Gastritis in Cats

Gastritis in Cats - Symptoms, Causes, Diagnosis, Treatment, Recovery, Management, Cost
Gastritis in Cats - Symptoms, Causes, Diagnosis, Treatment, Recovery, Management, Cost

What are Gastritis?

Gastritis is a scientific term for inflammation of the stomach, and is rarely an end diagnosis in its own right. Typical signs include vomiting, often associated with altered appetite and lethargy. Gastritis in cats can come on suddenly (acute) which may well be self-limiting, or it can be a long-standing condition (chronic), for which diagnosis and treatment are key to resolving the issue. Gastritis is often a result of either eating spoiled food or disease elsewhere in the body.

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Gastritis Average Cost

From 560 quotes ranging from $200 - $2,000

Average Cost

$800

Symptoms of Gastritis in Cats

Vomiting is the most common sign of gastritis. But since the condition is often the result of an underlying health issue, there may be other symptoms arising from the primary problem. These include: 

  • Vomiting, which may be intermittent and may consist of food, hair, or bile
  • Recent history of scavenging
  • Weight loss, which is more likely with chronic gastritis
  • Poor appetite
  • Increased thirst
  • Abdominal pain
  • Diarrhea
  • Behavioral change such as becoming hyperactive
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Causes of Gastritis in Cats

Gastritis can arise for a simple reason, such as eating too much or scavenging spoiled food, or from more complex causes such as an underlying health problem. The causes are numerous and some of the most common include:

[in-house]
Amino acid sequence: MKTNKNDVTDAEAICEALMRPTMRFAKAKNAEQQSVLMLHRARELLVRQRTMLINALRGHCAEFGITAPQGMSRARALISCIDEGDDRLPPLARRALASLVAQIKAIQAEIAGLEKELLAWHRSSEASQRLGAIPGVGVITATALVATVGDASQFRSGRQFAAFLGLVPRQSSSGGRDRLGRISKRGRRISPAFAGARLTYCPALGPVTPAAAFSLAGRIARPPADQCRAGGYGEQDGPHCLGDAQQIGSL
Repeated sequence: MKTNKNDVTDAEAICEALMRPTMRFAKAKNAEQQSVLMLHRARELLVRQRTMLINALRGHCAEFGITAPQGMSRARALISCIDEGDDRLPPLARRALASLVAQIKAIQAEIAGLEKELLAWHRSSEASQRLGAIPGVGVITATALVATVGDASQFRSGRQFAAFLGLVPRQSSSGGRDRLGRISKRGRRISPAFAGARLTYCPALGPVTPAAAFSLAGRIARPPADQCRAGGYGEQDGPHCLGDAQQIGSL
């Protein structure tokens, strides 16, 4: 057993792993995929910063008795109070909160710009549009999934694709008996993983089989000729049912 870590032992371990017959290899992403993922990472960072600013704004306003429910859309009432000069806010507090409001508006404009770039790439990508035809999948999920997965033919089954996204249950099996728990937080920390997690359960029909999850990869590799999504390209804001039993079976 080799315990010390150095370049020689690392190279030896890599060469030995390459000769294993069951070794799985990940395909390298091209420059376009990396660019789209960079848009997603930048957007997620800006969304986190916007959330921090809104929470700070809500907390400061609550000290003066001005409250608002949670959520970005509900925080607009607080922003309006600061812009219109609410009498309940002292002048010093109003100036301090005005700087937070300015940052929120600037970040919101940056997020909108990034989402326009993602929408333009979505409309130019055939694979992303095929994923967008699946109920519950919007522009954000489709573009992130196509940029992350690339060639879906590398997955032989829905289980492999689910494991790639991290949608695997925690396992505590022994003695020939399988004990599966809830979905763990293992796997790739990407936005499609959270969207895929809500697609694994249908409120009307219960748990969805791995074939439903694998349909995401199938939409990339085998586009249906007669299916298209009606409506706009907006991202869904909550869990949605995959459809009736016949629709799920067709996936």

• Overeating, eating too rapidly or eating spoiled food
  • Worms, such as ascarids (roundworms)
  • Infections, such as helicobacter
  • Food allergy
  • Foreign bodies, such as hair or non-digestible objects
  • Pancreatitis
  • Liver disease
  • Kidney disease
  • Inflammatory bowel syndrome
  • Overactive thyroid glands
  • Damage to the stomach lining by drugs
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Diagnosis of Gastritis in Cats

In cases of acute gastritis in a cat that is otherwise well, the vet may opt to treat the symptom (vomiting) rather than reach a definitive diagnosis. However, if the problem persists beyond 24 hours then diagnostics may be required. 

These include screening blood tests to check organ function and look for indications of systemic illness which could cause vomiting. The results of these tests may point the clinician in a particular direction, such as running diagnostic blood tests for pancreatitis, or liver or kidney disease. 

Fecal analysis is helpful if an ascarid burden in the stomach is suspected. 

If these tests come back normal, the vet may use imaging such as ultrasound or radiographs to check for foreign bodies in the gut or tumors. If these findings are inconclusive then inspecting the gut lining with an endoscope is helpful and facilitates endoscopic biopsy.

In the most complex cases, full thickness biopsies of the stomach lining may be necessary in order to reach a diagnosis. This allows a histologist to look at a tissue sample under the microscope and identify the nature of the pathology. 

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Treatment of Gastritis in Cats

For mild acute gastritis, the vet may prescribe antacid medications or anti-inflammatories. Withholding food for 24 hours gives the stomach a chance to rest and the inflammation to subside. In addition, if hairballs are suspected as an inciting cause, regular brushing of the cat helps to prevent recurrence. 

In cases of food allergy, changing diet to a hypoallergenic alternative that avoids the triggering allergens can bring about a full resolution of symptoms. Should a foreign object be identified, then surgery to remove the offending item should lead to a resolution of signs.

Where a causative organism is identified such as ascarid worms or helicobacter, then specific deworming or antibiosis helps to resolve the problem. In many cases, managing the underlying condition, such as kidney or liver disease, helps the gastritis to be brought under control.